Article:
In a perfect world, everyone on the team gets along and there are never any problems with performance. Unfortunately, we don't live in a perfect world. That's even true where I work (shocking, to be sure).
Yesterday, along with several colleagues, I spent the day with a delightful consultant, Sue, from Interact Performance. Over the next twelve months, every manager at AtTask will be going through this training. My group was the first to start the training (we'll finish up with another day of instruction next week).
Every day away from work is one day less to accomplish my goals and objectives, but I enjoyed the discussions and came away with a different perspective on some foundational skills I had been taught before. Although I consider myself to be a pretty capable manager most of the time, I enjoyed looking at some of the things I do from a different perspective. What's more, the training yesterday will impact how I interact with my team going forward. Yes, I thought it was that relevant.
We spent the first half of the day discussing how to effectively communicate the situation when there is a performance problem. We identified four foundational principles that are important when communicating the situation, they are:
Be Direct: This doesn't mean abrupt or rude, but avoiding the problem or beating around the bush doesn't help the situation. I view it the same way as taking off an band aid. I just rip it off. Yeah, it hurts, but it doesn't hurt for long. "Jim, we need to talk about a problem..." The longer it takes to address the issue, the more difficult and painful it becomes. Be direct.
Be Specific: It just doesn't make sense to be vague. "Jim, I've noticed lately that you've failed to update project status on the last two or three tasks you've completed." The temptation might be to try to solve the problem here, but all we need to really do is identify the problem and give Jim the opportunity to express himself and offer a solution (I imagine I'll talk more about how we discussed resolving these problems in future blog posts).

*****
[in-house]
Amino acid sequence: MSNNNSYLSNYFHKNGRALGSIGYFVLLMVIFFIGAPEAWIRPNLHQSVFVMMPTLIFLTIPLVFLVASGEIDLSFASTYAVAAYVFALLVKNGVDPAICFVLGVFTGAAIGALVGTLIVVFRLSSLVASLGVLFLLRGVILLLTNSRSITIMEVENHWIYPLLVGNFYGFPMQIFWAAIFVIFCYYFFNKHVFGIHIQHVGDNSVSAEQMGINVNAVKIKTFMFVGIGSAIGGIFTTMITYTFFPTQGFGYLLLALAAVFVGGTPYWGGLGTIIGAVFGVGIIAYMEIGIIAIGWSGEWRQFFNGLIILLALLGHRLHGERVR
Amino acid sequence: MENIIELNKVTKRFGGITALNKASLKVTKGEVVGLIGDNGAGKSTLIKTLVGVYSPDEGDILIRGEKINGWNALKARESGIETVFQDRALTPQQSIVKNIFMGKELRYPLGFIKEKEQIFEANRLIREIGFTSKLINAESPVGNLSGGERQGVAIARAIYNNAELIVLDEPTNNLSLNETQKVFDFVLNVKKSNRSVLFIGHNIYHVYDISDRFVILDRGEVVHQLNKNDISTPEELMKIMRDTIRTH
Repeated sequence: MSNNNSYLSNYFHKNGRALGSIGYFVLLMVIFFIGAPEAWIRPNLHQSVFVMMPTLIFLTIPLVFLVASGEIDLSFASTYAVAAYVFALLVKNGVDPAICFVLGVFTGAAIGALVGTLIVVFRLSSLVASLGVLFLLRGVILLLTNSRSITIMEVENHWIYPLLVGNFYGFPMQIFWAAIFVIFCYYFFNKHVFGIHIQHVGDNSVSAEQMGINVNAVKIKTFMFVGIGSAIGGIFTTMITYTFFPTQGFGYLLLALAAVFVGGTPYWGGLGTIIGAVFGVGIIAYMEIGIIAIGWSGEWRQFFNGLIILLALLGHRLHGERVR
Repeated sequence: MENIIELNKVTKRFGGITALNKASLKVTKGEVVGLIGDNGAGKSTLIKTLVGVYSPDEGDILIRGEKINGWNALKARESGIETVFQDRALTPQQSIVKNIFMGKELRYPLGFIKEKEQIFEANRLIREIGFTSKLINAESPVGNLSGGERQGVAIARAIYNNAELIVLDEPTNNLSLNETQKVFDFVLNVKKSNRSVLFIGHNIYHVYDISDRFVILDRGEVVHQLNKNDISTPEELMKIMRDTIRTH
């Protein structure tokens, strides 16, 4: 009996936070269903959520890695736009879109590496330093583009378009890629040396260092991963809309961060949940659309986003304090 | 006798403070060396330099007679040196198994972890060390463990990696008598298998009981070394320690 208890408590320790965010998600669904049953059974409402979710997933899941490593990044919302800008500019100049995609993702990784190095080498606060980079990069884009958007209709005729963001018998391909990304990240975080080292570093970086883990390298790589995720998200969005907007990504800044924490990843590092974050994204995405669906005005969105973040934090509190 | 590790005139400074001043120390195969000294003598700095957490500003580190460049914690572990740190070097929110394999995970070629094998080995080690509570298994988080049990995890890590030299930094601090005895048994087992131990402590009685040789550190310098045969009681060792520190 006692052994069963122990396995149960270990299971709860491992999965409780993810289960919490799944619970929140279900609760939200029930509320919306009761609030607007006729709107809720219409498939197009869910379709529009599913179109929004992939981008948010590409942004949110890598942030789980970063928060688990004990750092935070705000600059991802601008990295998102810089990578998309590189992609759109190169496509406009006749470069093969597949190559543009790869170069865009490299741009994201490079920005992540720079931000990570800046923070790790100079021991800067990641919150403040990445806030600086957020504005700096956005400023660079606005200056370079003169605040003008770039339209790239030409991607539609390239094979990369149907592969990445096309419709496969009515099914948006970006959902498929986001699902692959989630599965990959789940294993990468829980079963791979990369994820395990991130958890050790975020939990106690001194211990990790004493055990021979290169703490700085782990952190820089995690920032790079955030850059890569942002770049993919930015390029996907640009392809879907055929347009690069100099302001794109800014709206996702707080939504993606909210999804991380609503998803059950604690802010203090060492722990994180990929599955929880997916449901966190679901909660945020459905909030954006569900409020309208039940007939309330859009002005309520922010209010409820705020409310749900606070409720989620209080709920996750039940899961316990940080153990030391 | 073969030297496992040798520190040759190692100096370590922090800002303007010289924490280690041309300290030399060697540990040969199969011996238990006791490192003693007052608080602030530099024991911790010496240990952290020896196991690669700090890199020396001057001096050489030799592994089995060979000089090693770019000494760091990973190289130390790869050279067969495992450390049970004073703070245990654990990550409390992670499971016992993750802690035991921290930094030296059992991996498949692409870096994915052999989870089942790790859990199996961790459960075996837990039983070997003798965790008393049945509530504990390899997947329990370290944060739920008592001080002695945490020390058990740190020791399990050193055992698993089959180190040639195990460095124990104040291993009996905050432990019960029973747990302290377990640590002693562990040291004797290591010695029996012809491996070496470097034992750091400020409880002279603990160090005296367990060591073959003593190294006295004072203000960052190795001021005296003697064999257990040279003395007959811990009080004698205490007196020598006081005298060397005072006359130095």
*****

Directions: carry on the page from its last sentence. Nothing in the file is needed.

Be Non-Punishing: "Punishing" might be an awkward word, but I think the point is to be non-threatening or condescending when we directly and specifically identify the problem. A matter-of-fact approach works best. I think it's important that we assume the best in people. Most people have a reason for why they do what they do, I think it's important that we listen and give them an opportunity to respond. When we use a punishing tone or body language, Jim will immediately get defensive and we'll usually lose any opportunity we might have to coach or mentor to improve the behavior.
Follow Up: Often, once we've addressed a performance problem, we fail to adequately follow up. "Jim, thanks for your willingness to stay current on your project status updates. Let's talk about this again in our next one-on-one and see how things are improving." Saying that isn't enough, it's important that in the next one-on-one meeting with Jim, we actually do follow up and address any improvement or acknowledge if there is still a problem.
At first I thought it was kind of silly to spend so much time talking about and doing exercises concerning communicating the situation. I was wrong. Like most things, the first steps are very important. That applies to how projects are initiated, how the foundation of home is constructed, and how we address performance problems on the team.
"So, before you can solve the problem, you need to communicate the situation in a way the other person understands. You must also describe it in a way that sets a positive tone. Done poorly, you may create a whole new set of problems," say the authors of the program.